Not getting pregnant when you want to or thought you would
Getting pregnant earlier than you wanted to
Receiving news that it will be difficult for you to conceive
Having a partner who is not ready to become a parent when you are ready
Not being sure if you will be able to conceive
Experiencing miscarriage or multiple miscarriages
Birthing a stillborn baby (click here for more about this experience)
Not having a partner in your life at the time you thought you would be or want to become pregnant
Being the pregnant partner and having a gender identity that is not accepted by the dominant culture
Experiencing sexism, racism, or queer-phobia in your pregnancy care
Discovering that previous medical care you received from dominant Western culture may have adversely affected your fertility
Learning that you were never told important things about how your body works and now it is affecting the life you desire to create (for example, not understanding your menstrual cycle and the times during which you can actually get pregnant)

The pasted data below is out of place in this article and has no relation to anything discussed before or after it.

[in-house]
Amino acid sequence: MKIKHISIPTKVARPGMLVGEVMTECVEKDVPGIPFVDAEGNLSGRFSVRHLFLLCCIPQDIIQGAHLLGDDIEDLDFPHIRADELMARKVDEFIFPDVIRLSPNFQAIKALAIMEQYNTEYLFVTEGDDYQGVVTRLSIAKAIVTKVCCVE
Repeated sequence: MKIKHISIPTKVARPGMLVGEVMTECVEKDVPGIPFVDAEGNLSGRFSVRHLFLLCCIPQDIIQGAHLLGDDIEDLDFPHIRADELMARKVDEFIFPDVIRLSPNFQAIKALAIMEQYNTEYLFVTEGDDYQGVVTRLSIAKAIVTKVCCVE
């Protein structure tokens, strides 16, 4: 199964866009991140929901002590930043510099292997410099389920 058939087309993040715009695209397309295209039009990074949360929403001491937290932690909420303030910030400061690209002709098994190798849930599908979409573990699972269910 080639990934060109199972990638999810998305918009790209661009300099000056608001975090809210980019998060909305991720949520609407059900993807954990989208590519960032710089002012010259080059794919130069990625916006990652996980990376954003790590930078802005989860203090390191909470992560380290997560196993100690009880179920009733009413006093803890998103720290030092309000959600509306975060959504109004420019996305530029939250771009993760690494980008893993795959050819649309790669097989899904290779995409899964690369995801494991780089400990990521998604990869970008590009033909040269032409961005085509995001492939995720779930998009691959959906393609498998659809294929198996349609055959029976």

Being blamed or judged for anything that "goes wrong" with attempting pregnancy, carrying a child, or birth
You experience judgment or judge yourself for how you conceived or gave birth (i.e. through intercourse, with a donor, with someone you are not committed to, by freezing your eggs, with IVF, c-section vs. vaginal birth, hospital vs. home birth, who you had there, using medication)
It is okay to feel jealousy, envy, anger, rage, sadness, unfairness, judgment, frustration, hopelessness, despair, grief, and any other emotion that comes up in your fertility journey. It is okay to be angry when someone tells you they are pregnant and you have yet to conceive. You can tell them you are excited for them and find places and people with whom to express your anger and jealousy.